I don’t want to alarm you.
But there’s a hidden force that is actively keeping your podcast from growth.
And baked into the fabric of the universe.
That force is friction.
And it exists in every part of your marketing process, working against every action you ask your audie.
A short list of friction-constrained audience asks includes getting people to:
- Like a social post
- Sign up to your email list
- Subscribe to your podcast
- Buy your paid offers
- And more
Friction is present in every single interaction you will ever have with your existing and potential listeners.
Which means one of the most valuable skills you can develop is the ability to identify and mitigate it.
Types of Friction
There are 5 primary types of friction that are actively working against you when it comes to growing your show and converting listeners into buyers.
- Platform Throttling – The most annoying form of friction, which is intentionally built into the platforms. Examples of throttling include social algorithms that intentionally bury posts with off-site links, Facebook reducing the reach of posts to force you to pay to boost them, and Instagram not allowing easy hyperlinking within posts.
- Platform Limitations – This type of friction is the natural result of technical limitations inherent to the platforms. Podcasting—perhaps more than any other medium—is rife with it. Examples of podcast-specific platform limitations include:
- An overwhelming number of listening apps for listeners to navigate
- Poor in-app search in many apps
- The audio format makes it difficult for listeners to take action on CTAs without readily clickable buttons
- Audio isn’t inherently “snackable” or easily shareable on social media resulting in low potential for episodes to spread virally
- Lack of a universal discovery engine
- No centralized on-platform engagement system
- And many more
- Resource Commitment – Whether time, attention, effort, or money, every ask we make of our audience is an ask of their resources. And every ask of their resources requires them to weigh the pros and cons of that interaction in comparison to other uses of those resources. While the resources we’re asking for might seem small to us, we have to remember that with a near-infinite stream of requests for those limited bombarding our audience members every second of every day, the competition is fierce and the easiest option is simply to tune them all out.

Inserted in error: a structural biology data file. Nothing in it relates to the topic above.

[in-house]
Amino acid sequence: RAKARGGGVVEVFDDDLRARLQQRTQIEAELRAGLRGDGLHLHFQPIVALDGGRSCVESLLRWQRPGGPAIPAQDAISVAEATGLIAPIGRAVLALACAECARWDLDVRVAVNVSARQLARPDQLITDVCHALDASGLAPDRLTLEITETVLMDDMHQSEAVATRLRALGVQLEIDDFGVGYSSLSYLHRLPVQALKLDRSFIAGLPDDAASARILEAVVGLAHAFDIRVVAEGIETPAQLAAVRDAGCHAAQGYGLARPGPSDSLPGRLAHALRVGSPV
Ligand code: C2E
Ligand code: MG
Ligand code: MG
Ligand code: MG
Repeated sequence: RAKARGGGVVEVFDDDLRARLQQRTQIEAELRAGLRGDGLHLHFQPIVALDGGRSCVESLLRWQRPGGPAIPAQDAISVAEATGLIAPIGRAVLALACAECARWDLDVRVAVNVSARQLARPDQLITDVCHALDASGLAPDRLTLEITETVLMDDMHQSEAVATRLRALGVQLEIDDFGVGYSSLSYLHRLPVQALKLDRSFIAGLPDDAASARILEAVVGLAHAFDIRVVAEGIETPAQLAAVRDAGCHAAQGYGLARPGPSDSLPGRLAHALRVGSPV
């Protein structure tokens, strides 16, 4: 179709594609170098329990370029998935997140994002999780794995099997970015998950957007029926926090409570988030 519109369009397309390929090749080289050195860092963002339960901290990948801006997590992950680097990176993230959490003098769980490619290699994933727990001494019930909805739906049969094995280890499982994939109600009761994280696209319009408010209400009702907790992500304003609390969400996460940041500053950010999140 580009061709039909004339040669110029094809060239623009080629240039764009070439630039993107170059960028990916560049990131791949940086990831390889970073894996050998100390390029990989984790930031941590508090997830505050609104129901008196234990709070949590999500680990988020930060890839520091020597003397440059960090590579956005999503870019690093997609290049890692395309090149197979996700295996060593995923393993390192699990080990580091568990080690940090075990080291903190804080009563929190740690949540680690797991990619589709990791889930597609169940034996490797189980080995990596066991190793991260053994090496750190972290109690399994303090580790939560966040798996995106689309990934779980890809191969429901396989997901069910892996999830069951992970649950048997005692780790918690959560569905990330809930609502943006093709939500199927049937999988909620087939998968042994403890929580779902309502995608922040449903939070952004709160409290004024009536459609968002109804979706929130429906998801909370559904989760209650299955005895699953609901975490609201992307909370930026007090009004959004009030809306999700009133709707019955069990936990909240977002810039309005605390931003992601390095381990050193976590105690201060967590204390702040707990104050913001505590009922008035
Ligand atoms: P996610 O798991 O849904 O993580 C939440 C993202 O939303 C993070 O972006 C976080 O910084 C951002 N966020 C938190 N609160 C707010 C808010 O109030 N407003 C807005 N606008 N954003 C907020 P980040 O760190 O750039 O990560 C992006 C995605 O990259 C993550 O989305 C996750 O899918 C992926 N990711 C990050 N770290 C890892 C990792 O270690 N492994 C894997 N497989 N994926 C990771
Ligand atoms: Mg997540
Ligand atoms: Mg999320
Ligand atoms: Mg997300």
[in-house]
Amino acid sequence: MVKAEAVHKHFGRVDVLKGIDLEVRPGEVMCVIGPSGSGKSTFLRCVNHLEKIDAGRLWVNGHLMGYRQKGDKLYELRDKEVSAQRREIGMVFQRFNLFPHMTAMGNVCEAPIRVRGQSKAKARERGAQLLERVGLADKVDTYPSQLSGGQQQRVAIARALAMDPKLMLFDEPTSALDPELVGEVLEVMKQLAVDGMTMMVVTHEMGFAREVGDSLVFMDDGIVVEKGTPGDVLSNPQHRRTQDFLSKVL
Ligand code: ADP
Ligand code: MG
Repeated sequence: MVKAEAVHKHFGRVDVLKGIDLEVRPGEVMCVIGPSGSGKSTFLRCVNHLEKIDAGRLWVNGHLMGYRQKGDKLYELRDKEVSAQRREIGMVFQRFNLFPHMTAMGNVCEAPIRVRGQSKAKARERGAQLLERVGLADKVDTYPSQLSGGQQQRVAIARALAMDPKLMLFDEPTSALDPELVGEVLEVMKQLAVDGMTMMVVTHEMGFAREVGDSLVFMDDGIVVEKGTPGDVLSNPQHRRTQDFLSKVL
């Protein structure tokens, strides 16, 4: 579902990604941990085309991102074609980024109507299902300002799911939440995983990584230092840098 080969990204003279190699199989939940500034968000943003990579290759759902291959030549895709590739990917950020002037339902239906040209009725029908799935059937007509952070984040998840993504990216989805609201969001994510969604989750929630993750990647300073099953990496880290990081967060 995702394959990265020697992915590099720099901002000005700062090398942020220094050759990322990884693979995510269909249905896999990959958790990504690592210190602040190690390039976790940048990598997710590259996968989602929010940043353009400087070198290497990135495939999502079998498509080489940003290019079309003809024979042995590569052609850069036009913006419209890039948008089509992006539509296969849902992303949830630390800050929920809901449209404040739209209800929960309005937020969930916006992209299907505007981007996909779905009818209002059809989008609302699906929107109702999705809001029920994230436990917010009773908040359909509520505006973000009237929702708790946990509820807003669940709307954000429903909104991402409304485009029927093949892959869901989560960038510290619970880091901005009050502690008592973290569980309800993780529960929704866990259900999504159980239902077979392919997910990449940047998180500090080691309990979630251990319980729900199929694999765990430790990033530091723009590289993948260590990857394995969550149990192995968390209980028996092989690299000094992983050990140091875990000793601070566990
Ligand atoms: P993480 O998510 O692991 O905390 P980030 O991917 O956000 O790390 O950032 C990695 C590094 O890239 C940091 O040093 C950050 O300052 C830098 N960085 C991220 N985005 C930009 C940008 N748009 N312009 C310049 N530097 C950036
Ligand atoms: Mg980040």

- Uncertainty – It’s common knowledge in the world of website UI/UX that users will not click a button when they don’t know exactly what will happen when they do. As a result, clever button text like “Let’s Be Besties!” vastly underperforms “Subscribe for Free” on a newsletter signup form. The same concept applies to podcast growth. If a potential listener can’t make an informed assumption about the content, target audience, vibe, and tone of the show before clicking play… they’re probably not clicking play.
Understanding and recognizing the friction impeding our marketing is the first step to mitigating it.
The next step is to design our marketing strategy to guide our audience down the path of least resistance.
How to Reduce Friction in Your Marketing
Every ask we make of our audience carries a different level of friction based on the combination of factors we discussed above.
To improve the effectiveness of our marketing, then, we need to tailor those asks to the circumstances in which we’re making them.
Three quick examples:
- It’s easier to get people to subscribe to your newsletter from Twitter (sorry, “X”…), two text-based platforms than it is from Instagram
- It’s easier to acquire a podcast subscriber from an in-app podcast ad than a Facebook ad as they don’t need to switch platforms to complete the action
- On the opposite side, it’s easier to get someone to sign up for your lead magnet through a Facebook ad than it is by mentioning it on your podcast.
If we want to overcome it, there are two primary tactics we can employ:
- Present the Path of Least Resistance – Instead of asking our audience to make the high-friction leap directly to the action we want them to take (ie. listening to our show or signing up to work with us) we can ask them to take a lower friction intermediary action instead. While this may seem like a less direct route to the end destination, a series of low-friction asks are, in fact, more likely to be fulfilled, creating a slippery slope that ultimately takes them to the same eventual destination.
- Frame the Offered Reward as More Valuably than the Friction is Costly – Every ask we make comes at a cost to our audience members—of time, effort, attention, or money. But presented with a valuable enough reward on the other side, they’ll push through any amount of friction to acquire it. Our job then is to frame all communication about our show (and other asks) through the lens of the (hopefully significant) value that our people will get by listening. The higher the friction of the ask we’re making, the more valuable the result needs to be if we want people to take action
Over time, the trust and affinity you build with your audience will reduce the friction in your marketing significantly, perhaps even to the point where it is hardly noticeable.
But for an individual audience member to reach that point, you need make it as easy as possible for them to slip down the rabbit hole into your world.
Decrease friction and you’ll increase your results.